Objective: To explore Aboriginal health workers’ views about help seeking and suicide. Design: One-to-one semi-structured interviews were conducted with participants. Data were analysed thematically. Setting: Njernda Aboriginal Corporation and the Yorta Yorta Aboriginal Community of Echuca, Victoria. Participants: Twenty seven participants (15 men and 12 women) over the age of 18 years were interviewed, of which 24 were Aboriginal workers employed by Njernda Aboriginal Corporation. Results: Four themes emerged from the data: ‘Difficulty in talking about one's problems’; ‘Reasons for not talking with family and peers’; ‘Lack of access to suitable formal supports’ and ‘Consequences of not talking about one's problems’. Conclusion: This study unpacks the problem of help seeking for psychological distress among rural Aboriginal people and highlights its association with suicide and self-harm. The findings suggest that the barriers faced by Aboriginal people in sharing their traumatic emotions exist from childhood to older age groups and this inability to seek and obtain help can lead to self-harm and suicide. Similar studies on Aboriginal help seeking and suicide will help shed more light on this challenging issue.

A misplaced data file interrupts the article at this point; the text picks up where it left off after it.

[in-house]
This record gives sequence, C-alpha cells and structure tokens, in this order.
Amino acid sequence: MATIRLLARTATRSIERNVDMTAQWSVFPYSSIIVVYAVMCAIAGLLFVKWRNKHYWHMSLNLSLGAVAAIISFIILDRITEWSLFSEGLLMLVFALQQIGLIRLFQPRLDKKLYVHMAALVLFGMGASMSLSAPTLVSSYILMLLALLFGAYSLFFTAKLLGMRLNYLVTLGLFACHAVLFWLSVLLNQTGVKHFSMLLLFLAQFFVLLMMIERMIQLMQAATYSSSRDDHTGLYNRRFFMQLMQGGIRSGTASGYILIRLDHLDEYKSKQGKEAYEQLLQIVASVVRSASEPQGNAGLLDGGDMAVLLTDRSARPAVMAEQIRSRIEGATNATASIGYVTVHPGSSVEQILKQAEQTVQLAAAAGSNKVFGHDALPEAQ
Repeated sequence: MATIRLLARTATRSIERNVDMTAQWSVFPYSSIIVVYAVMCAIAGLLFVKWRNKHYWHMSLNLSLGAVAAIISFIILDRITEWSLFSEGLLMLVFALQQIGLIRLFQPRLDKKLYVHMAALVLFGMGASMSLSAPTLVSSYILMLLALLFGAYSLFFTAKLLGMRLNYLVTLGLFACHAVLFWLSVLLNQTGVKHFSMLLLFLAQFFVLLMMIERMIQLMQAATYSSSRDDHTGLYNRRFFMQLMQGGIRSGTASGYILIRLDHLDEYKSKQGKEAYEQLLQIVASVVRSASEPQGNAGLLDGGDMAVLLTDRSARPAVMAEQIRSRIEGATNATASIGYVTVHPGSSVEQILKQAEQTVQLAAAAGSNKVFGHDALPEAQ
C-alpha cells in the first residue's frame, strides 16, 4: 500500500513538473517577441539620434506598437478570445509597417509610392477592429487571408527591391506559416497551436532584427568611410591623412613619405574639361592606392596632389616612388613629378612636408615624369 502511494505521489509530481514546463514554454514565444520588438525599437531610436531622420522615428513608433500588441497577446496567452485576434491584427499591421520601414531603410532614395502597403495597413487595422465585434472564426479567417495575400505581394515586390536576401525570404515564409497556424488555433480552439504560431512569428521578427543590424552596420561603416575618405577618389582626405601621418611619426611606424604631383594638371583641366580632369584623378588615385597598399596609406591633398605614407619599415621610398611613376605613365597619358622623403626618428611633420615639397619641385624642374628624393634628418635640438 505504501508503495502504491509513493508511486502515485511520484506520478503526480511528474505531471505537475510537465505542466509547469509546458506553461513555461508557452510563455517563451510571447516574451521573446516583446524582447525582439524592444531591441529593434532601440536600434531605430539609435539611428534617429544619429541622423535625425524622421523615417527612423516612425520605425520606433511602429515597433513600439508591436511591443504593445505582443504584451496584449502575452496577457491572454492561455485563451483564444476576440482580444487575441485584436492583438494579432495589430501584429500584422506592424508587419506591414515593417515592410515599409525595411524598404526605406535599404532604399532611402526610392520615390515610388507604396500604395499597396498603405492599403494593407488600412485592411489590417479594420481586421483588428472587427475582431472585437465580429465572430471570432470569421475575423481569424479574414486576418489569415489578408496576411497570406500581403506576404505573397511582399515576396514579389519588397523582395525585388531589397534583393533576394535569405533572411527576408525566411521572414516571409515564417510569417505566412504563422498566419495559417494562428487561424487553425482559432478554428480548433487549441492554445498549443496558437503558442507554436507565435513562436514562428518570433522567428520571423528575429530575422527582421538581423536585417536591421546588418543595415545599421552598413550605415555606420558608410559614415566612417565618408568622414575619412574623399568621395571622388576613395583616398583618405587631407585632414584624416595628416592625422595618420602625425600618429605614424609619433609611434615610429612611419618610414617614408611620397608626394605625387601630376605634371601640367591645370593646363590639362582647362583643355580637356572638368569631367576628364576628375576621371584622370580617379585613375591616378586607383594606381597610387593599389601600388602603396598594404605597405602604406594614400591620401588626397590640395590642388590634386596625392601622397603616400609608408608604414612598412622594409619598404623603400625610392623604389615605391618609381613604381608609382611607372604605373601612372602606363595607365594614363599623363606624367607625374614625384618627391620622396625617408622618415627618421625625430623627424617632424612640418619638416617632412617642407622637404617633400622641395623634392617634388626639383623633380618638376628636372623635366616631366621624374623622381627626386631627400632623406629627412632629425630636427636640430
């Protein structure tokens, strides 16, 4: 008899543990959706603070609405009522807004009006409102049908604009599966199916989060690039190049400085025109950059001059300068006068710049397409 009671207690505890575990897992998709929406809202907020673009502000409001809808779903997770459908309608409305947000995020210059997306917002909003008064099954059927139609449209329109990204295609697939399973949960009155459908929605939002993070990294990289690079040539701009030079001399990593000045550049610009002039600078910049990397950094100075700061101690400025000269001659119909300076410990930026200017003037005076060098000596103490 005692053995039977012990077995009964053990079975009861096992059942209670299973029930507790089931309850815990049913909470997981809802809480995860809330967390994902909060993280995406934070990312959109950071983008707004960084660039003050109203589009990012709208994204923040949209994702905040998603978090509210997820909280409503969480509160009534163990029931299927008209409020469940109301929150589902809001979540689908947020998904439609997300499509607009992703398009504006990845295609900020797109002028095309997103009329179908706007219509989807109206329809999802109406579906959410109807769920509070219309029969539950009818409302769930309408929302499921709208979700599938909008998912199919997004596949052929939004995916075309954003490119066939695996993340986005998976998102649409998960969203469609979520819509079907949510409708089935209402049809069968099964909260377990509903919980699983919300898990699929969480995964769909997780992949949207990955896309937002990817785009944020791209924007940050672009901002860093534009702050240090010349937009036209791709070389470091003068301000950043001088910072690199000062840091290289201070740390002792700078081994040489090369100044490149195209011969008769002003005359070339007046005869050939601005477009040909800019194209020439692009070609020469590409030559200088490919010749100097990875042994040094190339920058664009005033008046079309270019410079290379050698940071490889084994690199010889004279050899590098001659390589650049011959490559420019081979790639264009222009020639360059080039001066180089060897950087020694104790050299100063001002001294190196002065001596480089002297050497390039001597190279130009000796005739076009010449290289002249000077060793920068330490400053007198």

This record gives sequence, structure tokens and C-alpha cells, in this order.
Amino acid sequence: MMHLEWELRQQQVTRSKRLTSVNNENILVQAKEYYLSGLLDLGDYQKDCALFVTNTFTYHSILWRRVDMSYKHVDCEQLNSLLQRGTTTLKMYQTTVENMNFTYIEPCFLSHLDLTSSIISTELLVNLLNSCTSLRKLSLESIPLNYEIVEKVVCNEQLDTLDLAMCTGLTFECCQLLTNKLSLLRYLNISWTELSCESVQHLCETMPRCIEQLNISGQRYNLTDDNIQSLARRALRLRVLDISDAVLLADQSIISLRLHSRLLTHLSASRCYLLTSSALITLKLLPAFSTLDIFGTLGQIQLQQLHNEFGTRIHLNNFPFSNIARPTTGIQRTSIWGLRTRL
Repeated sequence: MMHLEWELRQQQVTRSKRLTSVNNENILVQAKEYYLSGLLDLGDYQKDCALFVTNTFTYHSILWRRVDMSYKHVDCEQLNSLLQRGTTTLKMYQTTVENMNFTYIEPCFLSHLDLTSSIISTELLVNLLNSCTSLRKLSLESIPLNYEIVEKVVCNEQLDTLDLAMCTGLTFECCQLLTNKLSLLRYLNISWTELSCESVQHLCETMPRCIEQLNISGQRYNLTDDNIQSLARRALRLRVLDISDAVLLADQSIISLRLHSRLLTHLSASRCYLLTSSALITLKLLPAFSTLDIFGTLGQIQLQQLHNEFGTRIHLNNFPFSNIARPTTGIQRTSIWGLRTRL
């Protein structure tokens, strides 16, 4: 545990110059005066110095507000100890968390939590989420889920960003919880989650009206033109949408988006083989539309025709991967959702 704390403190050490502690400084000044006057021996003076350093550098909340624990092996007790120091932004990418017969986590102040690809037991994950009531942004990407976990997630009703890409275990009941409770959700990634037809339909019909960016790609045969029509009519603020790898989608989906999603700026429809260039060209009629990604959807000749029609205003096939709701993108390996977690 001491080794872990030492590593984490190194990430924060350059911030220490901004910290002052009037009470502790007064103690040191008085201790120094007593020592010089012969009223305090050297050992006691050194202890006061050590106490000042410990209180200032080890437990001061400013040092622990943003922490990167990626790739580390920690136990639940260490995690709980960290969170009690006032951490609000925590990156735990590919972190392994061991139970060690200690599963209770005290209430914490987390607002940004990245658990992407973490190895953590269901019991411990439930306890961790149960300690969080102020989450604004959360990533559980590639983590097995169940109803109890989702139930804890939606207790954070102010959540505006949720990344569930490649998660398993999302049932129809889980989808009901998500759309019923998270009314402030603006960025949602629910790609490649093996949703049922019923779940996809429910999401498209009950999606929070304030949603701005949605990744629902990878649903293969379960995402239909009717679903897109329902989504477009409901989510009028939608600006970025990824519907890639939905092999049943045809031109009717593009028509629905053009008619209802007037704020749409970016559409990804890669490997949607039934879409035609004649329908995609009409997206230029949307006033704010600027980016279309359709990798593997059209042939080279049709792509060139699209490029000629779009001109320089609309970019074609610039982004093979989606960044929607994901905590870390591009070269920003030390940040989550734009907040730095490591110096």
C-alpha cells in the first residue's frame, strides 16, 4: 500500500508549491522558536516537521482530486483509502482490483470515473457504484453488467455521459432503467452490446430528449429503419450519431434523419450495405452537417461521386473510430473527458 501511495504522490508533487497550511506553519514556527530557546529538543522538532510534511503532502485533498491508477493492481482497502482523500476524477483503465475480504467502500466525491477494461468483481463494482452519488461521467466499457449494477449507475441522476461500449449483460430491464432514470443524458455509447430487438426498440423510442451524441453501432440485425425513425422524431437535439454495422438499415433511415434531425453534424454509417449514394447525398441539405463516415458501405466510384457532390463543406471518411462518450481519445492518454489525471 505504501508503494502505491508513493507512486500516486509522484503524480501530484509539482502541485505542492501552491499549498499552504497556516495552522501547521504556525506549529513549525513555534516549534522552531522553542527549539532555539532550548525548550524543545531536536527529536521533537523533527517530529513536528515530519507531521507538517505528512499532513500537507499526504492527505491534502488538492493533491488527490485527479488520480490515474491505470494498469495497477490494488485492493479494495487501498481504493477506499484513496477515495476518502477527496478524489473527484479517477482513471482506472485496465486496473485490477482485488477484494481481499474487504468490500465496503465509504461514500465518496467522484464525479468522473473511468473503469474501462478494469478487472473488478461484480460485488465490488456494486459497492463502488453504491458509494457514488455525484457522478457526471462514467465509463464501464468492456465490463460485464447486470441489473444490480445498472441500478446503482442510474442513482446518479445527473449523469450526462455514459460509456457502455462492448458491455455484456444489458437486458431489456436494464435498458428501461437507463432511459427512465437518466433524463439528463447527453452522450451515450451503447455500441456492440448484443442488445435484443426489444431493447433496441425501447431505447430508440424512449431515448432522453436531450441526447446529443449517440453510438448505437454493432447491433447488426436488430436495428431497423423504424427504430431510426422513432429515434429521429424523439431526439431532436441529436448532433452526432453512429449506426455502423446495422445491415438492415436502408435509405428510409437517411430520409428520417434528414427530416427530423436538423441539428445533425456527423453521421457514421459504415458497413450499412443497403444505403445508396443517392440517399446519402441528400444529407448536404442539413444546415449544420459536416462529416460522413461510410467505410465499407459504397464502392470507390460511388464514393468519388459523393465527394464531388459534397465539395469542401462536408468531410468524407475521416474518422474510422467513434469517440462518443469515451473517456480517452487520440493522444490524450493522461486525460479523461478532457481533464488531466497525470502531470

|Number of pages||6|
|Journal||Australian Journal of Rural Health|
|Publication status||Published - Jun 2017|